At the opening day of the conference, which was hosted by the Cyberspace Administration of China and the Zhejiang provincial government, awards were presented for outstanding achievements in the field of the internet.
One of the winners of the World Leading Internet Scientific and Technological Achievement awards was Mobike Technology.
Few companies have had such a dramatic impact on the physical landscape of China and other cities around the world as the Beijing-based company and its competitors, including ofo, with millions of consumers now using their dockless bikes.
Davis Wang, Mobike’s co-founder and chief executive officer, recalled sitting in his office with colleagues three years ago, wondering what the solution was to air pollution and traffic jams.
"We noticed also that the usage of bicycles had declined and wondered whether this could be reversed. We came up with a solution that combined smartphone technology with GPS tracking systems," he said while collecting his company’s award.
Among the 13 other winners - which included a mix of Chinese and US tech giants including Baidu, Alibaba, Microsoft, Amazon and Apple, but no European ones - was telecommunications giant Huawei Technologies, which won for its next-generation mobile communications 3GPP 5G Pre-Commercial System.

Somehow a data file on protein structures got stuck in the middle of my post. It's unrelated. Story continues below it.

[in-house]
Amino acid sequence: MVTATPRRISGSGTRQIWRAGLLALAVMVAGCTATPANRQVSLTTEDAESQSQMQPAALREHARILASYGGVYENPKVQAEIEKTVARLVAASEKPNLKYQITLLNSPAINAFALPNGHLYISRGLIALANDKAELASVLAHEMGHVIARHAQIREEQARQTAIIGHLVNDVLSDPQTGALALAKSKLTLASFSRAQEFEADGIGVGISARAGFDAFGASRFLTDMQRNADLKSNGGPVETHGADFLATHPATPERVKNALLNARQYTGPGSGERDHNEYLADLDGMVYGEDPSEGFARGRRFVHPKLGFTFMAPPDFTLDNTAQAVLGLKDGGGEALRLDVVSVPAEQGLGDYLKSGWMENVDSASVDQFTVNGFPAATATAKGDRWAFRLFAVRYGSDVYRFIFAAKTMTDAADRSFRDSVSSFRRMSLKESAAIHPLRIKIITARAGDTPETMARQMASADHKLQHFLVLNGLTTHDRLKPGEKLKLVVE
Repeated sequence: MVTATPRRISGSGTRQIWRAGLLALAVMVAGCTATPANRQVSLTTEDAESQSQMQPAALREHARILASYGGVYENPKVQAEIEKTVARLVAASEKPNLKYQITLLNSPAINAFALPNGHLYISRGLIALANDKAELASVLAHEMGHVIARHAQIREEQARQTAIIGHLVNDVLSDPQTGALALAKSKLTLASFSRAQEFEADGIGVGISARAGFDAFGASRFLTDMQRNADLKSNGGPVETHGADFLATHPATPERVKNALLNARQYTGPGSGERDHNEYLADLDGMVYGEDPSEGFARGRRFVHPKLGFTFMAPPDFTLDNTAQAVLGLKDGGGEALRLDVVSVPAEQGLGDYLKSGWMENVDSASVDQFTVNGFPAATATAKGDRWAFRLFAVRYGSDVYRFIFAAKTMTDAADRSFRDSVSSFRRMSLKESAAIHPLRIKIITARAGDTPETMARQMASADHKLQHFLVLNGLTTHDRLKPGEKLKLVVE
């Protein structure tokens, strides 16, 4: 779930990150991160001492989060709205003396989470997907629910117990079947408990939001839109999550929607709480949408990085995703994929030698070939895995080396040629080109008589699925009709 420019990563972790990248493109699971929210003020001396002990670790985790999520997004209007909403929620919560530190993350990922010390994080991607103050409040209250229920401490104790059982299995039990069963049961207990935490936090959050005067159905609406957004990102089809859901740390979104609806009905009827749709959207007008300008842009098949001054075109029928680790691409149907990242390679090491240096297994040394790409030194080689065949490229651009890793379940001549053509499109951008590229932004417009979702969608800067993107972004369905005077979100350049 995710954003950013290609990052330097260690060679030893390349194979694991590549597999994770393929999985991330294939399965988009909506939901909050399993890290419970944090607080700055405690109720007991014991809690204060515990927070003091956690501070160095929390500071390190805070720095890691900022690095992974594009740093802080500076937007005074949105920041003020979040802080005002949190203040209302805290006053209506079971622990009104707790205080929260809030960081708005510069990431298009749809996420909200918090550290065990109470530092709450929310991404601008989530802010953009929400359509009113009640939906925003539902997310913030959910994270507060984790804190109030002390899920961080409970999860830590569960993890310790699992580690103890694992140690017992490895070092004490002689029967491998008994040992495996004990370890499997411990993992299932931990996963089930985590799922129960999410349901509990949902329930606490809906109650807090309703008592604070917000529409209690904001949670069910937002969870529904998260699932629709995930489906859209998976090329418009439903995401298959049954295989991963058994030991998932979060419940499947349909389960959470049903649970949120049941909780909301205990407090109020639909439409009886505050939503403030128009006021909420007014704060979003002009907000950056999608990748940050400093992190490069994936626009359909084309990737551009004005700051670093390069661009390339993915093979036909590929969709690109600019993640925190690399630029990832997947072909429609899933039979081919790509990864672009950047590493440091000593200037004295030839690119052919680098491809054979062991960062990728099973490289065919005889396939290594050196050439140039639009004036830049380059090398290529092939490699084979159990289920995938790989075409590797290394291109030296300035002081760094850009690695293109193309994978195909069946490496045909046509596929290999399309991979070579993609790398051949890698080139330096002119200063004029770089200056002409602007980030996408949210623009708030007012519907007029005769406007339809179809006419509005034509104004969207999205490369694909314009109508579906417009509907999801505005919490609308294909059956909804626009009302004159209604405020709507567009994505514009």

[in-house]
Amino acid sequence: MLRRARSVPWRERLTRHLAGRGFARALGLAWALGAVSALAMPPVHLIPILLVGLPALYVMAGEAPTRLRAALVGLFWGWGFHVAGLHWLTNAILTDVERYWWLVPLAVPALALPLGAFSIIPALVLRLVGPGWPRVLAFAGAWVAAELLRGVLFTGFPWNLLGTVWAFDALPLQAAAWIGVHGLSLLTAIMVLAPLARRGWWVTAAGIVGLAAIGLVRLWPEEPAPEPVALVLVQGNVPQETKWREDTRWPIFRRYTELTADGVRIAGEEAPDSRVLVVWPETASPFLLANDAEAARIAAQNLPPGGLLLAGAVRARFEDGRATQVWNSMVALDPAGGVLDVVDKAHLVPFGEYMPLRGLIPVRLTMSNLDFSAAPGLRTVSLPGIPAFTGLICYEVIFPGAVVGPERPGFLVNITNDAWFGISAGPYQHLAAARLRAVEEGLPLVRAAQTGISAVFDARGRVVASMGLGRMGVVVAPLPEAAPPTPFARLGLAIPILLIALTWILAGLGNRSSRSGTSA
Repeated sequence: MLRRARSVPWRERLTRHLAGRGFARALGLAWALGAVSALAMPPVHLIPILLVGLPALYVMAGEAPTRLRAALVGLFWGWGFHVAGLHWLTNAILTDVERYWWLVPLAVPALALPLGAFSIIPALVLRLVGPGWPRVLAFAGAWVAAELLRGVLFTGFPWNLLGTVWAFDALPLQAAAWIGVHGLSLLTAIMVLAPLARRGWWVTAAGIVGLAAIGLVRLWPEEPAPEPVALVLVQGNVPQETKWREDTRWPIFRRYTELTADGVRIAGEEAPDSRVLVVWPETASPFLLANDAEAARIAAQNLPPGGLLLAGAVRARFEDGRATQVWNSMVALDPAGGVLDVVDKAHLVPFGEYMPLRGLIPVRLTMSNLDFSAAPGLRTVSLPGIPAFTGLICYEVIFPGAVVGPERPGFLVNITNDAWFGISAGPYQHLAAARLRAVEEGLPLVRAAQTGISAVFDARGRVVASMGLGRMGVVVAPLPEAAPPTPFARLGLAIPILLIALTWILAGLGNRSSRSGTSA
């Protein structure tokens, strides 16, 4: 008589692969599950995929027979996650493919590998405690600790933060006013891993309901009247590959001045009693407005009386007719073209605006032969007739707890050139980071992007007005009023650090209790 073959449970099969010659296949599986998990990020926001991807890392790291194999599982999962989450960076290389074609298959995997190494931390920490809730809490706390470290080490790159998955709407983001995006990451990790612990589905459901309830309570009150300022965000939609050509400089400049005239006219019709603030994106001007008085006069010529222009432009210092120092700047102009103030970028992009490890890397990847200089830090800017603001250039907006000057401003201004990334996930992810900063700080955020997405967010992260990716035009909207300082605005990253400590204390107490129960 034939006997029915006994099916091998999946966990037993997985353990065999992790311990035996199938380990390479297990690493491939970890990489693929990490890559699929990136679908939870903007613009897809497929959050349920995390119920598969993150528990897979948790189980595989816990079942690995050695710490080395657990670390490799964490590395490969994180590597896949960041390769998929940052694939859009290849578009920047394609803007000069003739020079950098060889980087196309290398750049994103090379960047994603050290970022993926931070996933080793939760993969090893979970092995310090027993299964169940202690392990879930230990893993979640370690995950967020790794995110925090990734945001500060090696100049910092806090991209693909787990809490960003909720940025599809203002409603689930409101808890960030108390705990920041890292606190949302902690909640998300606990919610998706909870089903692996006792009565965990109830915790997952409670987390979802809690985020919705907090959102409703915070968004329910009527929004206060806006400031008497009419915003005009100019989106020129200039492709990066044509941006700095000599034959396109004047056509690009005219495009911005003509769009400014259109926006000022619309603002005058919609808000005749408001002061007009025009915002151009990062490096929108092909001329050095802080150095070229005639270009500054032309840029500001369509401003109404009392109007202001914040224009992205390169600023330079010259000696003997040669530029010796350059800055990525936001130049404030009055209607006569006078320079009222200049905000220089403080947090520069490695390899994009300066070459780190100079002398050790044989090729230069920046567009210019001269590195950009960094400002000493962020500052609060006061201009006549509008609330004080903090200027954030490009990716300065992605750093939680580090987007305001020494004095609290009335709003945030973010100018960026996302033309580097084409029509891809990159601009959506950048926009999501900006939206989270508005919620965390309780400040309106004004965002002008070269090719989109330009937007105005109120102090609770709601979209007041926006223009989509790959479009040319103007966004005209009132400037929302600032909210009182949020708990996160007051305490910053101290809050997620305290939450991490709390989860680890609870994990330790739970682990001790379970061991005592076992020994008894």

One of the most anticipated launches was that of 5G - the fifth generation of mobile communications - which is expected to be rolled out globally by 2020.
Xu Zhijun, rotating chief executive officer of Huawei, told the conference that 5G would enable a 6-gigabyte file such as a movie to be downloaded in just two seconds.
It will have major implications for big data and autonomous vehicles, in which China hopes to be a global leader.
Chinese companies could play a leading role in new mobile technology.
China Mobile, the world’s largest telecommunications carrier by subscribers, said it seeks to deploy more than 10,000 5G base stations by 2020 and aims to launch a pre-commercial service next year.
China’s mobile carriers are forecast to invest at least $173 billion in 5G construction in the six years up to 2025, according to US-based global investment bank Jefferies. This is 48 percent more than the total spent on 4G from 2013-20.
5G is also forecast to drive 6.3 trillion yuan of economic output by 2030, according to a report by the China Academy of Information and Communications Technology.
Luigi Gambardella, co-founder and president of the ChinaEU Association for Digital, a Brussels-based nonprofit organization, says the new technology will cause the digital economy to "explode".